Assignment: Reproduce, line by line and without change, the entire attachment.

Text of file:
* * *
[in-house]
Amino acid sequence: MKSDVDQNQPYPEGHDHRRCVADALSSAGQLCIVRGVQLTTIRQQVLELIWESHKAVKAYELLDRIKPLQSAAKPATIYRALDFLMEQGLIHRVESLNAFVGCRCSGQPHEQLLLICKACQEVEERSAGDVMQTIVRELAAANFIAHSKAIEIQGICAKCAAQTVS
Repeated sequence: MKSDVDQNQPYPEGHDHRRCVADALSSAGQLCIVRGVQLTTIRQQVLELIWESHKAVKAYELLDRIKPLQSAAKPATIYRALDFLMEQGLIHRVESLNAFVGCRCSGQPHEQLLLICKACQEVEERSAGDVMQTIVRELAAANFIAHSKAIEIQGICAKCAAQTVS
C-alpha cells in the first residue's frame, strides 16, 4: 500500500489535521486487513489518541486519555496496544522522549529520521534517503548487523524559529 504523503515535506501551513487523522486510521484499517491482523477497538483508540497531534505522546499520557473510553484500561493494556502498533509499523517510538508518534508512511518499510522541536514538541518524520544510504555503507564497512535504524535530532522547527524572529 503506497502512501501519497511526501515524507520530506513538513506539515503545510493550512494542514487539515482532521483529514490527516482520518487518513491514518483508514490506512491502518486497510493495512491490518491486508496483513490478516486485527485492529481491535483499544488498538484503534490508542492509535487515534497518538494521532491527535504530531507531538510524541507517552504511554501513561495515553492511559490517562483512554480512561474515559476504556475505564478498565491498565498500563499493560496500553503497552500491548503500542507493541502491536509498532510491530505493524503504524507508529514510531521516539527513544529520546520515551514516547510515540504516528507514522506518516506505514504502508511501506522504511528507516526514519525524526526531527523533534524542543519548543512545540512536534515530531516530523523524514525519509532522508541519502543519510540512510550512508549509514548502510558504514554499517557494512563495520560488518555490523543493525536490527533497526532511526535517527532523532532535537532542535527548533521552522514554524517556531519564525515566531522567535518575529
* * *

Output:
[in-house]
Amino acid sequence: MKSDVDQNQPYPEGHDHRRCVADALSSAGQLCIVRGVQLTTIRQQVLELIWESHKAVKAYELLDRIKPLQSAAKPATIYRALDFLMEQGLIHRVESLNAFVGCRCSGQPHEQLLLICKACQEVEERSAGDVMQTIVRELAAANFIAHSKAIEIQGICAKCAAQTVS
Repeated sequence: MKSDVDQNQPYPEGHDHRRCVADALSSAGQLCIVRGVQLTTIRQQVLELIWESHKAVKAYELLDRIKPLQSAAKPATIYRALDFLMEQGLIHRVESLNAFVGCRCSGQPHEQLLLICKACQEVEERSAGDVMQTIVRELAAANFIAHSKAIEIQGICAKCAAQTVS
C-alpha cells in the first residue's frame, strides 16, 4: 500500500489535521486487513489518541486519555496496544522522549529520521534517503548487523524559529 504523503515535506501551513487523522486510521484499517491482523477497538483508540497531534505522546499520557473510553484500561493494556502498533509499523517510538508518534508512511518499510522541536514538541518524520544510504555503507564497512535504524535530532522547527524572529 503506497502512501501519497511526501515524507520530506513538513506539515503545510493550512494542514487539515482532521483529514490527516482520518487518513491514518483508514490506512491502518486497510493495512491490518491486508496483513490478516486485527485492529481491535483499544488498538484503534490508542492509535487515534497518538494521532491527535504530531507531538510524541507517552504511554501513561495515553492511559490517562483512554480512561474515559476504556475505564478498565491498565498500563499493560496500553503497552500491548503500542507493541502491536509498532510491530505493524503504524507508529514510531521516539527513544529520546520515551514516547510515540504516528507514522506518516506505514504502508511501506522504511528507516526514519525524526526531527523533534524542543519548543512545540512536534515530531516530523523524514525519509532522508541519502543519510540512510550512508549509514548502510558504514554499517557494512563495520560488518555490523543493525536490527533497526532511526535517527532523532532535537532542535527548533521552522514554524517556531519564525515566531522567535518575529